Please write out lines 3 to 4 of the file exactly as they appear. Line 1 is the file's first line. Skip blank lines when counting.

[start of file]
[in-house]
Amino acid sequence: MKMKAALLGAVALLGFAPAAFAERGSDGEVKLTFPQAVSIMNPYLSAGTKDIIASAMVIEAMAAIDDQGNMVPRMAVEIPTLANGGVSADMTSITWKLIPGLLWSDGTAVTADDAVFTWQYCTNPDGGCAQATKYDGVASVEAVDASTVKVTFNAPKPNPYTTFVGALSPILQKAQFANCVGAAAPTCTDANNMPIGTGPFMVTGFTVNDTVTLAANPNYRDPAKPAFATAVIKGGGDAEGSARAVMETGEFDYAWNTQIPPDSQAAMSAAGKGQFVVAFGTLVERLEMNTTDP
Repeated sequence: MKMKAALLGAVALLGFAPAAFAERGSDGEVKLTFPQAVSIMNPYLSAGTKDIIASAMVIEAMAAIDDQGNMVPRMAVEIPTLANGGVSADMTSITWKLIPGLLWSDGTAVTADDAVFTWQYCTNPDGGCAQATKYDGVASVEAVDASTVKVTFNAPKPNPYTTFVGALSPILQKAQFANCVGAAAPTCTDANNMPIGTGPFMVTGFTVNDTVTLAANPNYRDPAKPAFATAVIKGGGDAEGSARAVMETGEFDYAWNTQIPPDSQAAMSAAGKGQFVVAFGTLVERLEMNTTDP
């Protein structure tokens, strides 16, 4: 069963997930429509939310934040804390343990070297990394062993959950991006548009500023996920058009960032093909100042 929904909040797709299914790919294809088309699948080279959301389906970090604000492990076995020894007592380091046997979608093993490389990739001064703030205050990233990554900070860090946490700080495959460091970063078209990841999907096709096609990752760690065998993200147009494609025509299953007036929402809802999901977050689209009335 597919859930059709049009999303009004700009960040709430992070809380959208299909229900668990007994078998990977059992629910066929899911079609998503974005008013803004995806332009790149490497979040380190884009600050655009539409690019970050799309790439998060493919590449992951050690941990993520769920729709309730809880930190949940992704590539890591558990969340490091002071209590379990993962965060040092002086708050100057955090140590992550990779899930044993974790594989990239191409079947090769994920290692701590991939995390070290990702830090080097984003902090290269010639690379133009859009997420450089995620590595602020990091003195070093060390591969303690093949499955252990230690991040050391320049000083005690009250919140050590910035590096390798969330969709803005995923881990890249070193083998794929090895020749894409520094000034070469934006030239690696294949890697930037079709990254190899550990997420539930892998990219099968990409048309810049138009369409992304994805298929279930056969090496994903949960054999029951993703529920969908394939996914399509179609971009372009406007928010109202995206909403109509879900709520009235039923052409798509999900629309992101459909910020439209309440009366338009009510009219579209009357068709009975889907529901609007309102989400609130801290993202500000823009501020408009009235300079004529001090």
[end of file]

Repeated sequence: MKMKAALLGAVALLGFAPAAFAERGSDGEVKLTFPQAVSIMNPYLSAGTKDIIASAMVIEAMAAIDDQGNMVPRMAVEIPTLANGGVSADMTSITWKLIPGLLWSDGTAVTADDAVFTWQYCTNPDGGCAQATKYDGVASVEAVDASTVKVTFNAPKPNPYTTFVGALSPILQKAQFANCVGAAAPTCTDANNMPIGTGPFMVTGFTVNDTVTLAANPNYRDPAKPAFATAVIKGGGDAEGSARAVMETGEFDYAWNTQIPPDSQAAMSAAGKGQFVVAFGTLVERLEMNTTDP
């Protein structure tokens, strides 16, 4: 069963997930429509939310934040804390343990070297990394062993959950991006548009500023996920058009960032093909100042 929904909040797709299914790919294809088309699948080279959301389906970090604000492990076995020894007592380091046997979608093993490389990739001064703030205050990233990554900070860090946490700080495959460091970063078209990841999907096709096609990752760690065998993200147009494609025509299953007036929402809802999901977050689209009335 597919859930059709049009999303009004700009960040709430992070809380959208299909229900668990007994078998990977059992629910066929899911079609998503974005008013803004995806332009790149490497979040380190884009600050655009539409690019970050799309790439998060493919590449992951050690941990993520769920729709309730809880930190949940992704590539890591558990969340490091002071209590379990993962965060040092002086708050100057955090140590992550990779899930044993974790594989990239191409079947090769994920290692701590991939995390070290990702830090080097984003902090290269010639690379133009859009997420450089995620590595602020990091003195070093060390591969303690093949499955252990230690991040050391320049000083005690009250919140050590910035590096390798969330969709803005995923881990890249070193083998794929090895020749894409520094000034070469934006030239690696294949890697930037079709990254190899550990997420539930892998990219099968990409048309810049138009369409992304994805298929279930056969090496994903949960054999029951993703529920969908394939996914399509179609971009372009406007928010109202995206909403109509879900709520009235039923052409798509999900629309992101459909910020439209309440009366338009009510009219579209009357068709009975889907529901609007309102989400609130801290993202500000823009501020408009009235300079004529001090």